Earlier this year, BPC convened the SNAP Task Force which recommended ways that health and nutrition could be prioritized within SNAP and other federal programs. The overarching theme of the Task Force’s recommendations for SNAP was that improving diet quality should be a core objective of this nutrition assistance program alongside efforts to reduce food insecurity and maximizing program. No efforts were made in this either chamber’s farm bill to move USDA in this direction.
Programs such as FINI have increased fruit and vegetable purchases, but have had no effect on participants eating unhealthy foods. Emerging research concludes that the most effective strategy (to both reduce cost and improve health) is to combine incentives for healthy foods with disincentives for foods that contribute to chronic disease and obesity. To achieve these synergistic benefits, the SNAP Task Force recommended eliminating sugar-sweetened beverages from the list of items that can be purchased with SNAP benefits.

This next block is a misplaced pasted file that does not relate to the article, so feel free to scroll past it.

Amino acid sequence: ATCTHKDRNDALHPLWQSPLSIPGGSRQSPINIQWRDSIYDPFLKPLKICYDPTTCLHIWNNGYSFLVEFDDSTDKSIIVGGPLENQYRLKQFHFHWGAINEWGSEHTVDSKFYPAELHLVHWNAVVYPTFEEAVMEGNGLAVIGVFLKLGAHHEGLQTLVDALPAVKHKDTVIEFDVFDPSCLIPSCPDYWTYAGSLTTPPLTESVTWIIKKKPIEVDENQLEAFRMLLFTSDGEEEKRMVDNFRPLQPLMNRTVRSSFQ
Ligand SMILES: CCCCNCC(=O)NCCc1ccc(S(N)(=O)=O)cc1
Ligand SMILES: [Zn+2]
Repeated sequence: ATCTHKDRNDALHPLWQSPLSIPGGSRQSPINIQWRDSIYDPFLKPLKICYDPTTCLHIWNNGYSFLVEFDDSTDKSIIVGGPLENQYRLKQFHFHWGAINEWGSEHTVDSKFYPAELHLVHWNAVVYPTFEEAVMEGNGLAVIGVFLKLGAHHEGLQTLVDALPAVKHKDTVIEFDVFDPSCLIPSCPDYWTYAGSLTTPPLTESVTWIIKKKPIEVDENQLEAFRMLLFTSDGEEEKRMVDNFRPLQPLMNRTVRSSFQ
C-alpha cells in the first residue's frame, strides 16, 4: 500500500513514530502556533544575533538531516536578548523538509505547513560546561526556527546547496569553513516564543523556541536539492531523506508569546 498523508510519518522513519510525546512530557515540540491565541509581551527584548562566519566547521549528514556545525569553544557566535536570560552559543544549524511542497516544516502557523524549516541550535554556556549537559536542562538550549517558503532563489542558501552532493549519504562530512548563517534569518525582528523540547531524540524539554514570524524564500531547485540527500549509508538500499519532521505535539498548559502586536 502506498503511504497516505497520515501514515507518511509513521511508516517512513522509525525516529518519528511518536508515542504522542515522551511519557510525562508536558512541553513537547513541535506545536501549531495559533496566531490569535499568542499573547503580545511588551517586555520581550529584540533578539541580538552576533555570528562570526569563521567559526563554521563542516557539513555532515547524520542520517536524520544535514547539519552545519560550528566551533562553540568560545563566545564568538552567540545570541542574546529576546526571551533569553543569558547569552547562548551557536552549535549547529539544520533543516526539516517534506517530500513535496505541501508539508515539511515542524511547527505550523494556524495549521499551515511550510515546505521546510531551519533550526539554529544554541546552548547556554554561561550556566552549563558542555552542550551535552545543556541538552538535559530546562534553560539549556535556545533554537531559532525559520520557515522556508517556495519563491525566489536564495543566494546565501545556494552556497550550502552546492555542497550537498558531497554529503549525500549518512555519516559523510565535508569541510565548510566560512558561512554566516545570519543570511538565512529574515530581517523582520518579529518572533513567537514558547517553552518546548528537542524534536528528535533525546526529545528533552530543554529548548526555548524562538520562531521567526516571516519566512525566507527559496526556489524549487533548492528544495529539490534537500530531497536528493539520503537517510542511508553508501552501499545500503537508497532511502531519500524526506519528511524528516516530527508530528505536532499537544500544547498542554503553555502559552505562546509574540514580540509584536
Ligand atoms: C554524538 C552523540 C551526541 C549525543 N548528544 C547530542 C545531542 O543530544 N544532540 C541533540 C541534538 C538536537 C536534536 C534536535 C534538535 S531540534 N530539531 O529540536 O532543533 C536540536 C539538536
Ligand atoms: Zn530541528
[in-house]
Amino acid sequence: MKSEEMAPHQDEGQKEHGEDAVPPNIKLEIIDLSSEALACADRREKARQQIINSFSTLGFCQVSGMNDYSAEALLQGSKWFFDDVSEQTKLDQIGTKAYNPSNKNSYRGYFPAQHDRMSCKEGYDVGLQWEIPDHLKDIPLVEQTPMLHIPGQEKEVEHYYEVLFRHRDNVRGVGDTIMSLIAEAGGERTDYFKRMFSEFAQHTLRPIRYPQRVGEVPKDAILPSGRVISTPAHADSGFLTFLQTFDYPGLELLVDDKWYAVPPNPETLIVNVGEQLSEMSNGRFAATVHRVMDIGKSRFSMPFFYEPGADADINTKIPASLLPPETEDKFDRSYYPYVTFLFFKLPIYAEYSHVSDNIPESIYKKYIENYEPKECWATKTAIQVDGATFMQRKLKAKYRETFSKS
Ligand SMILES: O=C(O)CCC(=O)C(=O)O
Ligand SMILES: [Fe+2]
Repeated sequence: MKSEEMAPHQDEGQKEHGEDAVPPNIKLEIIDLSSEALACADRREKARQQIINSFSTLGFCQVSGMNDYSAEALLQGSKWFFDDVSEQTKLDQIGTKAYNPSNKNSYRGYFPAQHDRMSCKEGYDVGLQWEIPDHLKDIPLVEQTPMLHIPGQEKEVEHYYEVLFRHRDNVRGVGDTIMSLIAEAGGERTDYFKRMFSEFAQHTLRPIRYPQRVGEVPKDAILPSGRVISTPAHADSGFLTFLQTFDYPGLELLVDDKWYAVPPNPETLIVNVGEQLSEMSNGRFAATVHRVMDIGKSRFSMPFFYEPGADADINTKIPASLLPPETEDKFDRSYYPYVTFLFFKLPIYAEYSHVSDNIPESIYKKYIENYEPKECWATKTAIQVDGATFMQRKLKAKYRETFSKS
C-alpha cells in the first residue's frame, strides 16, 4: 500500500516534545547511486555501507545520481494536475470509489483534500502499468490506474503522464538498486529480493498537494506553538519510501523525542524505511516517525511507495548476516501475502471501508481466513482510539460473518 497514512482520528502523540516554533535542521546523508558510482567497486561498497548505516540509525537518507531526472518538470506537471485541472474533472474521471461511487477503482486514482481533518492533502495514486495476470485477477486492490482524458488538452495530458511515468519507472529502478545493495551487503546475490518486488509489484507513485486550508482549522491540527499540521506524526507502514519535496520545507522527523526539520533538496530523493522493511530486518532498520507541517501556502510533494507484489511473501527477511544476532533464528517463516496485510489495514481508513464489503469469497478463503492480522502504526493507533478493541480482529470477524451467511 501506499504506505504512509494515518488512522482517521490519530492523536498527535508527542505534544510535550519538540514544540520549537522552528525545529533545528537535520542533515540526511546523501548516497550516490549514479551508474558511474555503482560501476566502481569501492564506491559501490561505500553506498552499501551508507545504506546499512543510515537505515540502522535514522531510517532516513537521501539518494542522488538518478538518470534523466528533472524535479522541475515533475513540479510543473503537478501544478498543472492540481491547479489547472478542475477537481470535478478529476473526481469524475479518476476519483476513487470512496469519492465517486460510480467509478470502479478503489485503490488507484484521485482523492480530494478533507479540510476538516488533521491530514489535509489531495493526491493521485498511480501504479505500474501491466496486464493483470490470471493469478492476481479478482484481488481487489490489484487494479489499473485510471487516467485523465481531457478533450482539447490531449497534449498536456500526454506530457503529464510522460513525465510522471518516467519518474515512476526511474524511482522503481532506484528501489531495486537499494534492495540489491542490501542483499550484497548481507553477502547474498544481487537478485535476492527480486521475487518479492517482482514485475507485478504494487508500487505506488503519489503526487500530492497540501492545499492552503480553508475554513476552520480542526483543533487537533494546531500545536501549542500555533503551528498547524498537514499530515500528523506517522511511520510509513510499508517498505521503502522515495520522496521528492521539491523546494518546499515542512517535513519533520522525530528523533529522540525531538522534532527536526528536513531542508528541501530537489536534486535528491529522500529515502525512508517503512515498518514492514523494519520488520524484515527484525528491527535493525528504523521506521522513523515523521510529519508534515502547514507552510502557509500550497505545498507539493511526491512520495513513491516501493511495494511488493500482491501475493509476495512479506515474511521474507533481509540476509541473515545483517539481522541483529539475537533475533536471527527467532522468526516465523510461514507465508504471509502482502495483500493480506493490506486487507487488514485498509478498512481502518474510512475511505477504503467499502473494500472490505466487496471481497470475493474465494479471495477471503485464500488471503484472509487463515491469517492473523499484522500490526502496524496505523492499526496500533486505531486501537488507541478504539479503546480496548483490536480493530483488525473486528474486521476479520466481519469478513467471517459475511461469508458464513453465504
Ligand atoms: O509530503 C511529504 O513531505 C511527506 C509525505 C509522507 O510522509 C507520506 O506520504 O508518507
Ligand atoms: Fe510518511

Additionally, despite establishing technical assistance centers for FINI, neither House nor Senate bill did the same for SNAP-Ed despite the program being an order of magnitude larger than FINI. In the past, the USDA established the Regional Nutrition Education and Obesity Prevention Centers of Excellence to support SNAP-Ed, however, these centers only existed briefly and are no longer funded. Senator Tom Carper (D-DE) offered an amendment to create an Office of Nutrition Education and Obesity Prevention Training and Technical Assistance, but it was not included in the final version of the bill.